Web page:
Many people I know do as I do. I maintain two or three free email accounts that I supply to sites that need registration to use but with which I have no actual business relationship. If I don’t forsee that you will NEED to contact me, you get a address which I never really check. And if you want demographic info, depending on my mood and how you request it, I may just give you bogus data.

Evan Noynaert says:

Re: Re: One man's spam is another man's ...

You very accurately stated my own views.

I would also add that even if the Privacy Policy says that your address won’t be distributed, I fear that the company can usually change that policy in an instant by simply posting a new policy. It seems that every company eventually gets bought by another company. In some cases the email database is one of the assets the parent company wants to control.

JerseyRich says:

I will not generally register for most sites not because of the spam, but because I’m LAZY. I hate having to slog through the process every time I want to read some story on a site that I don’t visit regularly.

The only way I will register is if I am going to use a site frequently meaning once a week or more.

Anonymous Coward says:

Re: Re:

JerseyRich said
“The only way I will register is if I am going to use a site frequently meaning once a week or more.”

I believe this is the whole reason any site would require you to register in the first place. Its to hit that highly targetable, loyal customer with relevant ads. Advertisers will pay a premium CPM for these ads if they know they are reaching the right demos.

Walt Bakes says:

I beg to differ...

… I’ve heard the pitches from the “new media director” at our 20,000-circulation daily paper, and he talks about how the data extraction tool from our home office can tell exactly, for instance, how many males from 22-35 are accessing the site from 9-5 every day. That information is a key pitch to advertisers to use the newspaper’s online advertising. I can’t say I’ve ever heard of them selling addresses. It really is about selling advertising.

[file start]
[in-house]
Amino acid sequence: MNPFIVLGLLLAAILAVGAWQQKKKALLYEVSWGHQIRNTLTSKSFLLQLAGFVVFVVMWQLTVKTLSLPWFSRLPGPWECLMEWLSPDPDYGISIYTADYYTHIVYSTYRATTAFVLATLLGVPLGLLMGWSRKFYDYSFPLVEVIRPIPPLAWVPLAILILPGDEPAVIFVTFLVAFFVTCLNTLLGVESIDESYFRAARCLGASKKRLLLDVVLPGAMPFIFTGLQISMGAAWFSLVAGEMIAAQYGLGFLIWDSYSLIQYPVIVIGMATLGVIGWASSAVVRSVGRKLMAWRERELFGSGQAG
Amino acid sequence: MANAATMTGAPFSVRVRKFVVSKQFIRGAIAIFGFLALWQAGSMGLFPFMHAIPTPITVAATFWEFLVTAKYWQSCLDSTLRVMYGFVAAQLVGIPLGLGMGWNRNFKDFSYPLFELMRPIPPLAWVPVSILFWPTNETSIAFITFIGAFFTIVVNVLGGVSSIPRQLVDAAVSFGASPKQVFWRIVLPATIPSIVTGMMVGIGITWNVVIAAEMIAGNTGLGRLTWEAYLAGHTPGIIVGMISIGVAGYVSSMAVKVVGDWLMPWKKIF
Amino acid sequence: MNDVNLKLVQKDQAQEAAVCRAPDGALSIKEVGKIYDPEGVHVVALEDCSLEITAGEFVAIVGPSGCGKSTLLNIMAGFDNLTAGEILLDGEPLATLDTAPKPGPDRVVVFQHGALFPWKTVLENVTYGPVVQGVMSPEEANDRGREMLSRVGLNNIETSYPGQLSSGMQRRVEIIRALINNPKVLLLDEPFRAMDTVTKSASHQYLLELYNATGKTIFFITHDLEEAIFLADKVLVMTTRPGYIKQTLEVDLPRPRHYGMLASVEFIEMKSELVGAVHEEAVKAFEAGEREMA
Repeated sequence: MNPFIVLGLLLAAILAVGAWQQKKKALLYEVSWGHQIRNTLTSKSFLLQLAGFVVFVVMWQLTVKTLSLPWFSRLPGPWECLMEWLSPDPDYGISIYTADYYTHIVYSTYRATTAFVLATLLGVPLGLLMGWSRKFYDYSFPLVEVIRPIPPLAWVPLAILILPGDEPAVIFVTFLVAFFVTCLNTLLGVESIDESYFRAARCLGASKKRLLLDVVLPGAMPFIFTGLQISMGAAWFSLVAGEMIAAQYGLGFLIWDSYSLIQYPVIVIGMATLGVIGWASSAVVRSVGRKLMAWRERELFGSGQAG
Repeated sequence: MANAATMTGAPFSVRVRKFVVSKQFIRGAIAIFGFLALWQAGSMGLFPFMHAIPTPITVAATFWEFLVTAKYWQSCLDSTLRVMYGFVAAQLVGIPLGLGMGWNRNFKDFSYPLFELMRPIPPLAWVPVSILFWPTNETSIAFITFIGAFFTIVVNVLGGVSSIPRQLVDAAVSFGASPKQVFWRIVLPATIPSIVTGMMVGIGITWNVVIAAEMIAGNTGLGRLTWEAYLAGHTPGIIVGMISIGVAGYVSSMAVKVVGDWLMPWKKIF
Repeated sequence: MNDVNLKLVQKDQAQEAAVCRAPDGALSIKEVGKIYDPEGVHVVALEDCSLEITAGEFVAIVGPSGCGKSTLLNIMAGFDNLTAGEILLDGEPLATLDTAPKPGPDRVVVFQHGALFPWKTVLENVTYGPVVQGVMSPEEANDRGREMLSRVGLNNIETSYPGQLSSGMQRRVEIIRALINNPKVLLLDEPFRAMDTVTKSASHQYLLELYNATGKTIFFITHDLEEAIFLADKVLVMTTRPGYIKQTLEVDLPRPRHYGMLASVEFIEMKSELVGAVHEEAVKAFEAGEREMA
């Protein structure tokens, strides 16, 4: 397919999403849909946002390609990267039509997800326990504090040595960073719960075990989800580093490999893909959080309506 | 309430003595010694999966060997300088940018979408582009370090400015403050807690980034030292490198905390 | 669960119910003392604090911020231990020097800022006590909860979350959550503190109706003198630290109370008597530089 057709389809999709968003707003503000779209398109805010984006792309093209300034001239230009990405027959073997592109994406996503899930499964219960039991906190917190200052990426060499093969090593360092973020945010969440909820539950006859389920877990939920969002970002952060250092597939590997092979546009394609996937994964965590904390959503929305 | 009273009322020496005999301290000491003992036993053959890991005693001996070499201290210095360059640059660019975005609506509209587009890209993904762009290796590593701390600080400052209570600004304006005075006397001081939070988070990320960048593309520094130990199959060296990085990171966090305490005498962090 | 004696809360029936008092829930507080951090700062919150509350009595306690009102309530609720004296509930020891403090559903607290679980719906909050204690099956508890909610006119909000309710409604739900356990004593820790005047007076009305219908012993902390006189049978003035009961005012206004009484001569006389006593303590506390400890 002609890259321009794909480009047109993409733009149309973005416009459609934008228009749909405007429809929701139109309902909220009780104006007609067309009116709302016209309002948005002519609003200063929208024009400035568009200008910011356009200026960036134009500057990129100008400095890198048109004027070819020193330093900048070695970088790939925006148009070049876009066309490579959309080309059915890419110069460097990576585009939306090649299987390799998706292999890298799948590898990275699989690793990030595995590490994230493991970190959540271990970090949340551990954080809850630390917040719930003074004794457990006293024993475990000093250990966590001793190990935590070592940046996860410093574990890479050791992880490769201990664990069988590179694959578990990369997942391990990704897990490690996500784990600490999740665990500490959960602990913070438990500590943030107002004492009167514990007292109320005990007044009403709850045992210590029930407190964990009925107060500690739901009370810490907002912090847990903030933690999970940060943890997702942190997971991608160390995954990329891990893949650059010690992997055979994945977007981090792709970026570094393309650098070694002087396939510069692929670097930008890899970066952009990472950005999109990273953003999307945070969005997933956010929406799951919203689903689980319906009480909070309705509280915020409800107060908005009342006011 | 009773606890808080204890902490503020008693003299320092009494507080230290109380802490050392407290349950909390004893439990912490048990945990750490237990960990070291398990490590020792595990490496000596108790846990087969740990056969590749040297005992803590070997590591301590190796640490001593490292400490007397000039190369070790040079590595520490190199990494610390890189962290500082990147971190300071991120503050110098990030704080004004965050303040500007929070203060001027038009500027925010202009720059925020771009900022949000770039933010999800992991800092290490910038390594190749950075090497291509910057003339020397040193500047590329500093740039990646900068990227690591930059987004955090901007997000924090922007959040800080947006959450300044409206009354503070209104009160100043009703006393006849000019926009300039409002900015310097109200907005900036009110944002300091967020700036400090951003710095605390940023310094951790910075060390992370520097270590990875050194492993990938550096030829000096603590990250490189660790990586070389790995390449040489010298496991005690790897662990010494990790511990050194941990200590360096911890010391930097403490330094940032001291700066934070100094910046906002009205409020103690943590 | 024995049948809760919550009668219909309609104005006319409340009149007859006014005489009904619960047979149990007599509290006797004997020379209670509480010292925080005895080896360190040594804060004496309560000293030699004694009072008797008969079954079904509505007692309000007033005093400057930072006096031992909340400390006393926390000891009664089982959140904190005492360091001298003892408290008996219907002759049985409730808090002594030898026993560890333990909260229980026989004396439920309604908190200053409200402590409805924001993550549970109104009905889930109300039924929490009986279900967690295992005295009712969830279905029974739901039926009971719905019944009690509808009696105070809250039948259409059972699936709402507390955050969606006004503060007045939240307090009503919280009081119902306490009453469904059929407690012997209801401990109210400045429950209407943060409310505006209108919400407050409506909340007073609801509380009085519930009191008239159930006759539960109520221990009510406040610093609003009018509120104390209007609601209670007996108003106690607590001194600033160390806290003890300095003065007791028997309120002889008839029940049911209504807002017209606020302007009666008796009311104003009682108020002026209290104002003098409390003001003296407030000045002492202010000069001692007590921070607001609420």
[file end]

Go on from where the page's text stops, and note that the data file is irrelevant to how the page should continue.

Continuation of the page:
polluting_the_blogosphere says:

Re: Not to sound repetitive, but...

And where would the blogs get their information?

Reporters and Editors and an “Editorial Board” serve an important purpose, if only as a bogosity filter.

Sure, newspapers show a bias, but bloggers not only are biased, but are not always upfront about it. I know my daily paper leans hard left and the corporate ownership has a certain agenda, but what is behind the agenda of a blogger?

Axe says:

Re: Re: Not to sound repetitive, but...

You have a point there, but I was careful to point out mainstream newspapers. Not the News services and Editorial teams.

To clarify; I’m attacking the corporate mentality that puts a price tag on freedom of speech and wordsmiths articles to serve political goals. Also I was voicing a frustration that I have with unsolicited marketing (newspaper on the front lawn).

You’re right the blogosphere is biased and, I believe, the motivation to use it is as individual as the person. I use it to see how right or left of center I am and make adjustments as necessary. Helps me understand mainstream thinking.

Besides where else can one voice ones opinion without consequence.